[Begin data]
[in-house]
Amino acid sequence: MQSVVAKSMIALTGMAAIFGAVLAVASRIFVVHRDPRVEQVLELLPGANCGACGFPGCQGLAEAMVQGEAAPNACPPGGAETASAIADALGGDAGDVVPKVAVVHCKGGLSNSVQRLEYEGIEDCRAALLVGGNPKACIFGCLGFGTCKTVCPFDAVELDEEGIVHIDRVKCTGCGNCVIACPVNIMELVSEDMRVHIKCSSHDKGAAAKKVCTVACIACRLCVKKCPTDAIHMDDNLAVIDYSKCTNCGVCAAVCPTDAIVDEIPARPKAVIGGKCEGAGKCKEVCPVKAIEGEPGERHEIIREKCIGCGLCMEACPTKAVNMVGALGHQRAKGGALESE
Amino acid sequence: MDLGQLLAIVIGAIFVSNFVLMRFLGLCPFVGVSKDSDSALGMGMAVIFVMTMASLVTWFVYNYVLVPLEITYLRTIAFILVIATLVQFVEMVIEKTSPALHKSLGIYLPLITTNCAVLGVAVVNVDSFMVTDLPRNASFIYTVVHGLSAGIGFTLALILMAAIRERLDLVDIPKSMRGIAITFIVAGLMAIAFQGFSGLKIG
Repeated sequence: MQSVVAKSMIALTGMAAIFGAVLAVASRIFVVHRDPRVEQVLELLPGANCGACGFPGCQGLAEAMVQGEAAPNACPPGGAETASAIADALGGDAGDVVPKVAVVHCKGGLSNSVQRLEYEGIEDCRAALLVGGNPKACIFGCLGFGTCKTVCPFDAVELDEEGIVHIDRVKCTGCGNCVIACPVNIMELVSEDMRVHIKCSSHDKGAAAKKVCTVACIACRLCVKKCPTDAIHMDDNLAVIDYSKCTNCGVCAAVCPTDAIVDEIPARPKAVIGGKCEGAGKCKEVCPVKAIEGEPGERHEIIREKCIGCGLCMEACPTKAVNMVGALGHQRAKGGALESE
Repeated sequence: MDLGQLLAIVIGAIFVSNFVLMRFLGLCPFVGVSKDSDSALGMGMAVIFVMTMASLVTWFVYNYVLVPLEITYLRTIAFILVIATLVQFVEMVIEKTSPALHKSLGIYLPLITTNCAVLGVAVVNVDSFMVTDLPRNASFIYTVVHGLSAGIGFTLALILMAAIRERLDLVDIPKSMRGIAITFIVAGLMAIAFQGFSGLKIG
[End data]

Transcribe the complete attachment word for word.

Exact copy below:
[in-house]
Amino acid sequence: MQSVVAKSMIALTGMAAIFGAVLAVASRIFVVHRDPRVEQVLELLPGANCGACGFPGCQGLAEAMVQGEAAPNACPPGGAETASAIADALGGDAGDVVPKVAVVHCKGGLSNSVQRLEYEGIEDCRAALLVGGNPKACIFGCLGFGTCKTVCPFDAVELDEEGIVHIDRVKCTGCGNCVIACPVNIMELVSEDMRVHIKCSSHDKGAAAKKVCTVACIACRLCVKKCPTDAIHMDDNLAVIDYSKCTNCGVCAAVCPTDAIVDEIPARPKAVIGGKCEGAGKCKEVCPVKAIEGEPGERHEIIREKCIGCGLCMEACPTKAVNMVGALGHQRAKGGALESE
Amino acid sequence: MDLGQLLAIVIGAIFVSNFVLMRFLGLCPFVGVSKDSDSALGMGMAVIFVMTMASLVTWFVYNYVLVPLEITYLRTIAFILVIATLVQFVEMVIEKTSPALHKSLGIYLPLITTNCAVLGVAVVNVDSFMVTDLPRNASFIYTVVHGLSAGIGFTLALILMAAIRERLDLVDIPKSMRGIAITFIVAGLMAIAFQGFSGLKIG
Repeated sequence: MQSVVAKSMIALTGMAAIFGAVLAVASRIFVVHRDPRVEQVLELLPGANCGACGFPGCQGLAEAMVQGEAAPNACPPGGAETASAIADALGGDAGDVVPKVAVVHCKGGLSNSVQRLEYEGIEDCRAALLVGGNPKACIFGCLGFGTCKTVCPFDAVELDEEGIVHIDRVKCTGCGNCVIACPVNIMELVSEDMRVHIKCSSHDKGAAAKKVCTVACIACRLCVKKCPTDAIHMDDNLAVIDYSKCTNCGVCAAVCPTDAIVDEIPARPKAVIGGKCEGAGKCKEVCPVKAIEGEPGERHEIIREKCIGCGLCMEACPTKAVNMVGALGHQRAKGGALESE
Repeated sequence: MDLGQLLAIVIGAIFVSNFVLMRFLGLCPFVGVSKDSDSALGMGMAVIFVMTMASLVTWFVYNYVLVPLEITYLRTIAFILVIATLVQFVEMVIEKTSPALHKSLGIYLPLITTNCAVLGVAVVNVDSFMVTDLPRNASFIYTVVHGLSAGIGFTLALILMAAIRERLDLVDIPKSMRGIAITFIVAGLMAIAFQGFSGLKIG